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The Secrets of Eastcliff-by-the-Sea: The Story of Annaliese Easterling & Throckmorton, Her Simply Remarkable Sock Monkey

The Secrets of Eastcliff-by-the-Sea: The Story of Annaliese Easterling & Throckmorton, Her Simply Remarkable Sock Monkey

by Eileen Beha, Sarah Jane Wright (Illustrator)

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A charming sock monkey reunites a fractured family in this simply remarkable novel in the tradition of The Velveteen Rabbit and The Penderwicks.

Meet Throckmorton S. Monkey. He’s everything a sock monkey is supposed to be: Loving. Loyal. A very good listener. And he’s never, ever—not even once!—stopped smiling. Yet


A charming sock monkey reunites a fractured family in this simply remarkable novel in the tradition of The Velveteen Rabbit and The Penderwicks.

Meet Throckmorton S. Monkey. He’s everything a sock monkey is supposed to be: Loving. Loyal. A very good listener. And he’s never, ever—not even once!—stopped smiling. Yet Throckmorton has been long forgotten by his keeper Annaliese Easterling, and he seems doomed to live out his days lost and lonely among other abandoned stuffed animals.

But then one day Great Grand Mama Easterling sends engraved invitations to forty-nine sock monkeys to attend her ninetieth birthday along with their human keepers. Throckmorton is thrilled! The arrival of his invitation brings him back together with Annaliese. And he vows to do something so remarkable, so amazing, she will never want to be separated from him again.

Indeed, over just a few days, Throckmorton will survive being buried in a blizzard. He’ll be spared from a vicious attacker. But best of all, he’ll find a way to reunite Annaliese with the one person she most longs to know. Not bad for a stuffed toy—if you’re to believe that’s all Throckmorton S. Monkey really is…

Editorial Reviews

Publishers Weekly
Beha's (Tango: The Tale of an Island Dog) humorous story with a gothic setting stars a family of stuffed sock monkeys who may not speak to their human "keepers," but have many thoughts and emotions nevertheless. Nine-year-old Annaliese Easterling has temporarily forgotten about her childhood sock monkey, Throckmorton S. Monkey, until her rich, quirky, and elusive Great-Grandmama Easterling invites all the sock monkeys (which she crafted as gifts when each family member was born) and their keepers to her 90th birthday party. Since the aging matriarch's will states "no monkey, no money," relatives begin a mad search for all the sock monkeys they've abandoned. Annaliese, whose mother disappeared years earlier, cherishes Throckmorton's company once again as she sleuths for secrets about her family history in anticipation of the Valentine's Day party. Throckmorton's sweet contemplations about friendship and loyalty—mixed with some honest reflections about abandonment—will have many readers dusting off their own favorite stuffed pals. Ages 8–12. Author's agent: Linda Pratt, Wernick & Pratt. Illustrator's agent: Emily van Beek, Folio Literary Management. (Aug.)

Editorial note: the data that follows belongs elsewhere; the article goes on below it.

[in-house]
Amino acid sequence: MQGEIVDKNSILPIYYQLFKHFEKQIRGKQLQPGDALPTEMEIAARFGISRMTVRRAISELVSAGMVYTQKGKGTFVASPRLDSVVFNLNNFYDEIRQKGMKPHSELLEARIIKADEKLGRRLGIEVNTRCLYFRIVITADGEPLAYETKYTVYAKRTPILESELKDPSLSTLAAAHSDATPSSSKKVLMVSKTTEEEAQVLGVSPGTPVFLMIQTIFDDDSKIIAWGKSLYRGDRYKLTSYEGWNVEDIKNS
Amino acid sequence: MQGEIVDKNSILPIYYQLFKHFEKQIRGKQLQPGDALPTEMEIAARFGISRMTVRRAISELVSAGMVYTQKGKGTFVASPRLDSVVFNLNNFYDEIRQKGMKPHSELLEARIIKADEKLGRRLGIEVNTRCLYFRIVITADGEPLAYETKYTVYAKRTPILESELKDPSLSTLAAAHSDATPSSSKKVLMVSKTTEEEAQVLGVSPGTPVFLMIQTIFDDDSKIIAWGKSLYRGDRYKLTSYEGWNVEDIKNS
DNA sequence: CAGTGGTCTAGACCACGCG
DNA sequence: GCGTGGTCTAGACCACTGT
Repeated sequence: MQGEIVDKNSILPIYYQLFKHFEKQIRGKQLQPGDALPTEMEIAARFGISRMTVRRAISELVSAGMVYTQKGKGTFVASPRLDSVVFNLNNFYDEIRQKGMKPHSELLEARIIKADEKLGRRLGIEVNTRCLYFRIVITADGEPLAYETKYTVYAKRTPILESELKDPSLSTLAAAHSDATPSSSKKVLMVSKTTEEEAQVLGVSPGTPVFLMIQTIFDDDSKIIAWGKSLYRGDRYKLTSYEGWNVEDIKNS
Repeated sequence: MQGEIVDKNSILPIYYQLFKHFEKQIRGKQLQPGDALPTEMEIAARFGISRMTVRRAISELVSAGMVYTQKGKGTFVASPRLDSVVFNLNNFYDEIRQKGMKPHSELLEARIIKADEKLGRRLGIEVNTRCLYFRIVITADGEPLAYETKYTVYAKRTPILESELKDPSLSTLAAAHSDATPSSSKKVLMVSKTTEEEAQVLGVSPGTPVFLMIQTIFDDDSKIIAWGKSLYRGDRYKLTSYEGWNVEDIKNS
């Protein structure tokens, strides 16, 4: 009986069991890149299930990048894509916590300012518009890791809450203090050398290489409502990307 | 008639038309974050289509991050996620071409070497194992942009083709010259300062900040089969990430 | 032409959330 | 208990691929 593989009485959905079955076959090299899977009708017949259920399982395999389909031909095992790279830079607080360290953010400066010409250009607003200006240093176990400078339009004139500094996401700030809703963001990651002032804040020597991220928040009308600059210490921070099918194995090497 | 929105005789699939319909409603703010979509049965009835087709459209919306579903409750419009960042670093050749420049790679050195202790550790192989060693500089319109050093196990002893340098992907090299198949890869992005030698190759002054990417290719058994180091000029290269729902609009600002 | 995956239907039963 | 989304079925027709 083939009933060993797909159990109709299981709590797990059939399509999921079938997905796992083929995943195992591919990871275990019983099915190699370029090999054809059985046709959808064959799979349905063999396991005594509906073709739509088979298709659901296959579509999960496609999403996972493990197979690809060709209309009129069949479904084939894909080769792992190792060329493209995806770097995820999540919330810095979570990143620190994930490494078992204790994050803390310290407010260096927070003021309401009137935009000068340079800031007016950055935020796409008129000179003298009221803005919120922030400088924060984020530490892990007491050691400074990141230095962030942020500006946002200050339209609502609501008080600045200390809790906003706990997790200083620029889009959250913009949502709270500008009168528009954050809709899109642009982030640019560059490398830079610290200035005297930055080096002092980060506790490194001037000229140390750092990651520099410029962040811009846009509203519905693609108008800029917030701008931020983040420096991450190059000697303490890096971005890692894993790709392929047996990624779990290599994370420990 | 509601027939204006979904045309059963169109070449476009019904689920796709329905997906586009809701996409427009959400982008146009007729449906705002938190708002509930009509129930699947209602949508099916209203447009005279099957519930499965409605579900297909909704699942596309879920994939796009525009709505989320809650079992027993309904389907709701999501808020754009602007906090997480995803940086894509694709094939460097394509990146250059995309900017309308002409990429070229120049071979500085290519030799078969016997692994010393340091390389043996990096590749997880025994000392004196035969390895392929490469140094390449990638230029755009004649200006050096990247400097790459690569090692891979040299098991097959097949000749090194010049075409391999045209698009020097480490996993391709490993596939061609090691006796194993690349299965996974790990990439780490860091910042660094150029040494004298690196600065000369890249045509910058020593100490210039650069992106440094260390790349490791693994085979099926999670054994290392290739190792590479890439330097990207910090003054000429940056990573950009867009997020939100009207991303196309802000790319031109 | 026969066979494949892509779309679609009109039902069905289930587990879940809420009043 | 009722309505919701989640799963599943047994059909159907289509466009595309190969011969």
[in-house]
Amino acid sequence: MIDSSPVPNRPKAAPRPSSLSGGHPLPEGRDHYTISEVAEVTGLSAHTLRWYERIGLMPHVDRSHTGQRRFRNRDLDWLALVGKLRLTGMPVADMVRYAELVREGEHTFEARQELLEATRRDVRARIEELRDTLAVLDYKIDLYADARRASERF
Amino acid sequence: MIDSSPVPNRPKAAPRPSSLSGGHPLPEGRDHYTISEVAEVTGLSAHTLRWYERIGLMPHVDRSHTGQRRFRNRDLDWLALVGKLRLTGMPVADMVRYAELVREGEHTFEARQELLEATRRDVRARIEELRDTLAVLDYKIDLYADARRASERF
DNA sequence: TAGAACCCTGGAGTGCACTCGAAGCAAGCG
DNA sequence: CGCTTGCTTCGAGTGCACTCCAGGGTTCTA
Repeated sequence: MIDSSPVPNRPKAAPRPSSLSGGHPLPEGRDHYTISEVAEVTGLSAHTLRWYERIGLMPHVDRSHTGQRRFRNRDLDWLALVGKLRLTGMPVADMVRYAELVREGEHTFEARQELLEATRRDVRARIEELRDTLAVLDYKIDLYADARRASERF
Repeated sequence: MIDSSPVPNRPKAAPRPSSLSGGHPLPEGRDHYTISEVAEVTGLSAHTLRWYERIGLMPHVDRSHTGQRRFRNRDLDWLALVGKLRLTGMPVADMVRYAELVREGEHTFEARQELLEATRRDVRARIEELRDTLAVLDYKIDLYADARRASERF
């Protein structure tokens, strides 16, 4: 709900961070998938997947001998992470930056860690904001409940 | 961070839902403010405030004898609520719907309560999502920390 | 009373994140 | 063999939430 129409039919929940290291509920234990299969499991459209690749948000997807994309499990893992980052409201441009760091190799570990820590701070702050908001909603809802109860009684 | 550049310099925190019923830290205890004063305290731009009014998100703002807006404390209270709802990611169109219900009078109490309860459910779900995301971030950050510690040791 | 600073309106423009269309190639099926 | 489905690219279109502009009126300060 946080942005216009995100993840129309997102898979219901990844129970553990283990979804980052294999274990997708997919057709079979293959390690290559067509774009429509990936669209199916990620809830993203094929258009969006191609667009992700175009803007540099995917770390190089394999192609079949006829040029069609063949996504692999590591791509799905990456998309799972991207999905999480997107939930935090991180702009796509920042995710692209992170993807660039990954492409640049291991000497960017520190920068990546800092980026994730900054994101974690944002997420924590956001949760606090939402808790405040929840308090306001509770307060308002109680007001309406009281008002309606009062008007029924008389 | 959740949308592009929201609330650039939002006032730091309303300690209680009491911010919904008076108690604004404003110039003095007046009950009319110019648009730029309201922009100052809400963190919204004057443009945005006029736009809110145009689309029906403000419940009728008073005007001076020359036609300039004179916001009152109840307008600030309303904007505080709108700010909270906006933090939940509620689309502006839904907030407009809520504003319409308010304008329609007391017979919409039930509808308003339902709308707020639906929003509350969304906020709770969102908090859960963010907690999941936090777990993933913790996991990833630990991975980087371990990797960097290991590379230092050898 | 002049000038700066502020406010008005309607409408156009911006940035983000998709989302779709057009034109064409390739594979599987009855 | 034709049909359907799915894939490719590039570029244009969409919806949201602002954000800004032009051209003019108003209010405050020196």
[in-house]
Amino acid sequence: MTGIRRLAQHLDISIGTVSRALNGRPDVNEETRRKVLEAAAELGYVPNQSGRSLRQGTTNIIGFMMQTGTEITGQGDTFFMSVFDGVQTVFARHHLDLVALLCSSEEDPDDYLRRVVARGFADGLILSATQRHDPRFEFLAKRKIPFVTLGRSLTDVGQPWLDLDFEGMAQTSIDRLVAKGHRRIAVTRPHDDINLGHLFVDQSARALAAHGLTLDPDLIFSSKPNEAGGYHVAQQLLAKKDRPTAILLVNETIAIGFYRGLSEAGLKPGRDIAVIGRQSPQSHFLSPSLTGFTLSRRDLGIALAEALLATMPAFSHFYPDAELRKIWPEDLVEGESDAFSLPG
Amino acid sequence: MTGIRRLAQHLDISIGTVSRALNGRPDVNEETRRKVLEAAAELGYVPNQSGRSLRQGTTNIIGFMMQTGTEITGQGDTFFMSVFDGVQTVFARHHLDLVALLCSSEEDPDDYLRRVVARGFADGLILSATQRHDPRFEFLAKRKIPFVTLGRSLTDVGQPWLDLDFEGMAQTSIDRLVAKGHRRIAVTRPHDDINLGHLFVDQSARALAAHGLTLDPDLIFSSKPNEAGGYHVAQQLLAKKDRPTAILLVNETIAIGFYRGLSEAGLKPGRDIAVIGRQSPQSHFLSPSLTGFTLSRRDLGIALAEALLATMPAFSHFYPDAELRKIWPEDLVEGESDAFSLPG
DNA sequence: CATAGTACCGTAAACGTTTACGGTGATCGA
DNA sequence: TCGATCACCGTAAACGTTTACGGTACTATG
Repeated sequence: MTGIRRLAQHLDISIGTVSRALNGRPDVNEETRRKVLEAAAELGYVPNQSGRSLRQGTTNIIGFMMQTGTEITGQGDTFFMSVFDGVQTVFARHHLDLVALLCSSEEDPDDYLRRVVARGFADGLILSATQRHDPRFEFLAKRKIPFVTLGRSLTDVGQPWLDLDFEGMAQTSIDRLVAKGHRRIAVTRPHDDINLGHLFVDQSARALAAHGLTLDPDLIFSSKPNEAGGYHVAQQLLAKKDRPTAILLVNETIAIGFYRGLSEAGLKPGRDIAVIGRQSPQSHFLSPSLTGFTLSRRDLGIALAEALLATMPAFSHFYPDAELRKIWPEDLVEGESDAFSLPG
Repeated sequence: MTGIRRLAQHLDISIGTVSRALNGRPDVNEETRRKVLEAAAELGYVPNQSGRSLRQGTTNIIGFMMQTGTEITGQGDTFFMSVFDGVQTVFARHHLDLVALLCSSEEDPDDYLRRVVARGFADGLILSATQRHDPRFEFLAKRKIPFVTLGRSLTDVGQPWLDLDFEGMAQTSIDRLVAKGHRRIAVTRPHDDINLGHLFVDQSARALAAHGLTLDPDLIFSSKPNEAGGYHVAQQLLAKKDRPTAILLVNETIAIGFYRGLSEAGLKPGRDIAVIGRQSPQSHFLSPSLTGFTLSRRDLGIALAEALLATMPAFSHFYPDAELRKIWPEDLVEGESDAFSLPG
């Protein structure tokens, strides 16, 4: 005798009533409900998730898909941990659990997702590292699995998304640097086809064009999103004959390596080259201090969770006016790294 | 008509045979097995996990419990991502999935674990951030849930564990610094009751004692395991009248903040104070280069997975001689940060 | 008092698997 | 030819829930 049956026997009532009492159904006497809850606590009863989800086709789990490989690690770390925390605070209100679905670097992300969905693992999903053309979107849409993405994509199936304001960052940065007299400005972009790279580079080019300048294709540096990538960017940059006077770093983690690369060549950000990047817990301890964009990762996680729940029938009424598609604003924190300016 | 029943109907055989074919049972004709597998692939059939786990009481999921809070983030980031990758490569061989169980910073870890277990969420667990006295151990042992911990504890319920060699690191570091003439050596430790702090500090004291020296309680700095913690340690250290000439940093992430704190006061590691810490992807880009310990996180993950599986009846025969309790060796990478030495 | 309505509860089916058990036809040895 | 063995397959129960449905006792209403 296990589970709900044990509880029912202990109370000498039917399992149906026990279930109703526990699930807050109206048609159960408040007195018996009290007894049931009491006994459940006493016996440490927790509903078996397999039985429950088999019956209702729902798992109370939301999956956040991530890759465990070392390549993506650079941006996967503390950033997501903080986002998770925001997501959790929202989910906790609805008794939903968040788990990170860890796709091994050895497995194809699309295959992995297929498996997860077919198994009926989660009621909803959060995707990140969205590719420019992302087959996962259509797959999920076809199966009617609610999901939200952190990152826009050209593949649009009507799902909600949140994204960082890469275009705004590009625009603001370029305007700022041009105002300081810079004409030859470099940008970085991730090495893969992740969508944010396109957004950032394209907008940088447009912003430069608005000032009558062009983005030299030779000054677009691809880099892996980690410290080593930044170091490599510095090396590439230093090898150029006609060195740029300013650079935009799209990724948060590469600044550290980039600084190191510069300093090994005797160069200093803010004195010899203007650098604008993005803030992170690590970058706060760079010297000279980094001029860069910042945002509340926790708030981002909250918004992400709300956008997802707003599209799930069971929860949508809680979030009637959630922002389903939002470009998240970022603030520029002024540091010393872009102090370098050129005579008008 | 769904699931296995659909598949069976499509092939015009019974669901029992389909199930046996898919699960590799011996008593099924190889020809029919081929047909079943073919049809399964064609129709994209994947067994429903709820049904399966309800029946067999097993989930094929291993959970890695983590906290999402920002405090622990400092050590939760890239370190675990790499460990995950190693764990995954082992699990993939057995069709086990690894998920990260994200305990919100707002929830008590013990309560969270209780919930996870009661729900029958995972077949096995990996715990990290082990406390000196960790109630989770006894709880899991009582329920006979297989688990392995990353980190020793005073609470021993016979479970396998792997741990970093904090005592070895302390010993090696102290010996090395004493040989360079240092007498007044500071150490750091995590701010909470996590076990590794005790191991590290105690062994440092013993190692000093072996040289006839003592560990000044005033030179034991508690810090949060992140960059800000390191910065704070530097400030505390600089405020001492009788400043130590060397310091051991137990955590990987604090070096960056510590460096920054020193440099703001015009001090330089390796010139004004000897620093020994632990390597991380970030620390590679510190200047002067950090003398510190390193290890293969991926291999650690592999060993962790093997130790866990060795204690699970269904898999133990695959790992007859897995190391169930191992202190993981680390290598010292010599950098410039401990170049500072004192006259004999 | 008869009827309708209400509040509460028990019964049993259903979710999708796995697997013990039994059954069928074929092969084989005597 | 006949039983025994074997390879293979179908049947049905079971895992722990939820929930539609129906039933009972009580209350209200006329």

August 2014 Booklist
Centered around a rich, eccentric elder and the stuffed animals she created for her descendants, Beha’s well-paced debut often seems like a throwback to children’s books written decades ago. Set in a remote seaside home in Maine where the children are tutored, the story is made even more quaint by its narration, particularly attuned to the tender feelings of a hand-sewn sock monkey...[Beha's] her main characters, particularly Throckmorton, are sweet and sympathetic.
The Bulletin of the Center for Children's Books
...Throckmorton is an engaging narrator, and budding mystery lovers may enjoy piecing together the story of Olivia’s return and also figuring out the identity of the thief...youthful fans of cozy manor house mysteries and those who believe their stuffed animals can come to life when unattended may be an appreciative audience. Understated and fluid monochromatic illustrations add atmosphere.
Children's Literature - Claudia Mills
Banished to an overcrowded pet net by a lazy maid, hand-sewn sock monkey Throckmorton S. Monkey is heartbroken over this separation from his beloved young mistress, Annaliese. Everything changes for both sock monkey and girl, though, when a special delivery letter arrives at the isolated old manor house in Bay Fortune, Maine. Throckmorton—yes, Throckmorton—and dozens of other sock monkeys have been invited to attend a fancy ball in honor of the 90th birthday of the woman who created them, Annaliese’s eccentric great-grandmother. Rumors fly that sock-monkey “keepers” who are unable to produce the monkeys given to them at their christening may be cut out of her will. A scramble to find abandoned sock monkeys leads to the discovery of a secret attic room where Annaliese stumbles upon a locket that might help her uncover the truth about the mother, who fled from Eastcliff-by-the-Sea shortly after her birth. The plot takes many an unconvincing, melodramatic turn, all in keeping with the deliberately old-fashioned setting and voice of Beha’s good-natured celebration of this old-fashioned toy. After reading Throckmorton’s tale, young readers may well want to fashion a sock monkey of their own: “Loving. And loyal. And a very good listener.” Reviewer: Claudia Mills, Ph.D.; Ages 8 to 12.
School Library Journal